Modern econometrics is the use of mathematics and statistics as a way to analyze economic phenomena and predict future outcomes. This is often done through the use of complex econometric models that portray the cause and effect of past or current economic stimuli. Econometric analysts can plug new data into these models as a means of predicting future results. One of the distinguishing features of modern econometrics is the use of complex computer algorithms that can crunch tremendous amounts of raw data and create a concise and coherent overview of some aspect of the economy.
For a long period of time in the past, economists could make hypotheses and guesses about the economy but couldn’t prove their theories without some sort of obvious sea change in the economy as an indicator. As a result, many started to use mathematics and statistics to give proof about their different ideas. Some began to realize that these same tools could actually give accurate assessments about future economic events, which is how the field of modern econometrics first came into being.
Although it can be defined in many different ways, modern econometrics essentially boils down to plugging statistical information about an economy into mathematical formulas. When that happens, the results can show cause and effect about certain economic characteristics. For example, when interest rates rise, it might affect employment levels, inflation, economic growth, and so on. Using econometrics, an analyst might be able to pinpoint exactly how and to what extent this occurs.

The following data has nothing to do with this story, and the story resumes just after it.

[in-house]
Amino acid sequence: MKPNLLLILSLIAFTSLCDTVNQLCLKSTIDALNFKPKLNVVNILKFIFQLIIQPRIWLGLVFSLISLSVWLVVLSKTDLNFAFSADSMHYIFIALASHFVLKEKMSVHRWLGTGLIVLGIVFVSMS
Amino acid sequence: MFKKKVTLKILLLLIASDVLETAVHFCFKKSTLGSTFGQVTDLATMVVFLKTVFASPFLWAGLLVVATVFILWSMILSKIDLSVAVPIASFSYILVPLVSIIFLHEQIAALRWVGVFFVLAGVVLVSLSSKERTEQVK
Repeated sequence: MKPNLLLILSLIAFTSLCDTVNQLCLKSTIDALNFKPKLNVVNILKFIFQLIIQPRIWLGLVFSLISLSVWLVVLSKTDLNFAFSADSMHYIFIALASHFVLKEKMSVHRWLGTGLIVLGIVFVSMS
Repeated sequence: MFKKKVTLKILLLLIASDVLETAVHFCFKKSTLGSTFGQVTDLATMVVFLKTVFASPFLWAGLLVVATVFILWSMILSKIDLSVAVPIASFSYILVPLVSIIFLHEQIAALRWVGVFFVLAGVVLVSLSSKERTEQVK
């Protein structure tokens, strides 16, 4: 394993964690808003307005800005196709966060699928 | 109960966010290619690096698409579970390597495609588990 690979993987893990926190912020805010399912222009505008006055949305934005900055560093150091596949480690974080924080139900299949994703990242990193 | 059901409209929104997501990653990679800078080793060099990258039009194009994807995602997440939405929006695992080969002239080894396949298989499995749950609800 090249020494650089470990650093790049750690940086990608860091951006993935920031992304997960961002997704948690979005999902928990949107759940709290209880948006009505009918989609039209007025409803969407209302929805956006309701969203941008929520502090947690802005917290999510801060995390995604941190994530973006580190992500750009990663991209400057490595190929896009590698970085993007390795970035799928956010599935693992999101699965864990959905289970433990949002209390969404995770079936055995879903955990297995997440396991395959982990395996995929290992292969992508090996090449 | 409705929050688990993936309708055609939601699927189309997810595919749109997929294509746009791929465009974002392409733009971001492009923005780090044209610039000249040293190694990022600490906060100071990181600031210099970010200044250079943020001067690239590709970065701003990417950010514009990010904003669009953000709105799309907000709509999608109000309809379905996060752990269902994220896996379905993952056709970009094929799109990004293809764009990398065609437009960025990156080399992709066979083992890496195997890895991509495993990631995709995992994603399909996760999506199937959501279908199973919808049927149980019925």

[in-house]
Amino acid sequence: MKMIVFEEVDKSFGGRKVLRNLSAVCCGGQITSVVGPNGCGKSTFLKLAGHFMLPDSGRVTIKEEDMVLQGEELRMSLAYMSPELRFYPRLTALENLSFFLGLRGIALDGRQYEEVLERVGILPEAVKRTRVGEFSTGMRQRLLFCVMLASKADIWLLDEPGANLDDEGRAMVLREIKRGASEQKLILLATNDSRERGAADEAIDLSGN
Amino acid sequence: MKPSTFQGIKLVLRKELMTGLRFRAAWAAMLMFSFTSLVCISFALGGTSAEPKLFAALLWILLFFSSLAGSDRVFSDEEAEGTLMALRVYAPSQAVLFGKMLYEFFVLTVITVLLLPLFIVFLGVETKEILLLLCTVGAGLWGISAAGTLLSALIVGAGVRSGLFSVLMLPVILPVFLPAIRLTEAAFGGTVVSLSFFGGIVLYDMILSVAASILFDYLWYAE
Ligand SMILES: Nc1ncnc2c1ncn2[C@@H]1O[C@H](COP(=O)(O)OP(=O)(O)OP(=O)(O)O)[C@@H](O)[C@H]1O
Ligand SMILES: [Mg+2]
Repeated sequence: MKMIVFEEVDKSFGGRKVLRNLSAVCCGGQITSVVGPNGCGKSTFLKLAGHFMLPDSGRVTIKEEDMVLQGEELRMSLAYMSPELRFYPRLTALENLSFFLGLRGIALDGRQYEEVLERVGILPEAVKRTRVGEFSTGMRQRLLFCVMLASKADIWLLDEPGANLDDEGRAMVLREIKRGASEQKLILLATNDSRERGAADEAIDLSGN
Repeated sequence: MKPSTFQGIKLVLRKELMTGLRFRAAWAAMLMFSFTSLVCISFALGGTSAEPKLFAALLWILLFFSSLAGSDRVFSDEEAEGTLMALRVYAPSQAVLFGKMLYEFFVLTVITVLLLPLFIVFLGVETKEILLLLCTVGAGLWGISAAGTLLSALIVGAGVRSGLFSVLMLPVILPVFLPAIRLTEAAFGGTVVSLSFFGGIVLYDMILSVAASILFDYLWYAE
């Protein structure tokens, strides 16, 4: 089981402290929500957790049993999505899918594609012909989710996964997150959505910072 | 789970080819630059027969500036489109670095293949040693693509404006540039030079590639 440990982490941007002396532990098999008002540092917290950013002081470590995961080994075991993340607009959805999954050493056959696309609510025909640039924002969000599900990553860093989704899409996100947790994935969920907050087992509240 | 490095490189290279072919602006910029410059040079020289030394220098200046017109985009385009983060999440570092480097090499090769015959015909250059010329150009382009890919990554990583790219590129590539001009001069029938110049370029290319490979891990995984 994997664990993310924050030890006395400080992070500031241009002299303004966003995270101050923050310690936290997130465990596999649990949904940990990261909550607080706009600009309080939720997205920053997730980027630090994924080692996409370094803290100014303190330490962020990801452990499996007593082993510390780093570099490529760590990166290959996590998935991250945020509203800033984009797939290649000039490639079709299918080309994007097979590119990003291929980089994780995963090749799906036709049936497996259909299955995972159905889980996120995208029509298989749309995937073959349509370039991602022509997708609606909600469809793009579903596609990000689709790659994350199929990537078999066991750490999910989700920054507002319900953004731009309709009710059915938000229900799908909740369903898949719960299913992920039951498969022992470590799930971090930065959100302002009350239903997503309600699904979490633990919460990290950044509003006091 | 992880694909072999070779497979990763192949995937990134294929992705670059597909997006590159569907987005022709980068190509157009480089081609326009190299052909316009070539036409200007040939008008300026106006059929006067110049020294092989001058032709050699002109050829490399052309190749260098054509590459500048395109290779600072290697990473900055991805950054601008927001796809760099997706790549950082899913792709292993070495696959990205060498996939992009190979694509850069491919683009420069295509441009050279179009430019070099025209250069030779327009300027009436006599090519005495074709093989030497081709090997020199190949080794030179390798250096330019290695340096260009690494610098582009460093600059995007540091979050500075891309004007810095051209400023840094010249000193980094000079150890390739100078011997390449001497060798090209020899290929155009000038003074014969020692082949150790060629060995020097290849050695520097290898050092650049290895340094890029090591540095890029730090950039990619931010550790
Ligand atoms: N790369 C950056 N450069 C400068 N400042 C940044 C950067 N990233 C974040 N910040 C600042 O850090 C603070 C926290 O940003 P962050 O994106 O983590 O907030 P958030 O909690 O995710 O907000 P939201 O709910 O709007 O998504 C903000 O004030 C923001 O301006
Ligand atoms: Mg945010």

Economic models are a huge part of the field of modern econometrics. This is where the leaps and bounds made by computer technology in the modern era come into play. Sophisticated programs devised by analysts can take all of the information that is entered, analyze the relationships between the numerical data, and come up with specific information about how certain economic stimuli affect the overall picture. It is an effective way for those practicing econometrics to use the past to predict the future.
Proponents of modern econometrics should factor in those unforeseen circumstances that can trigger huge negative changes in an economy. One way to do this is to simulate worst-case scenarios for an economy. By doing this, analysts can see what the potential damage done by hypothetical economic catastrophes might be. In addition, models can be used to show the ways out of such dire occurrences. The boundaries for econometrics are practically limitless, but using them can be fruitless without sound economic theories as their basis.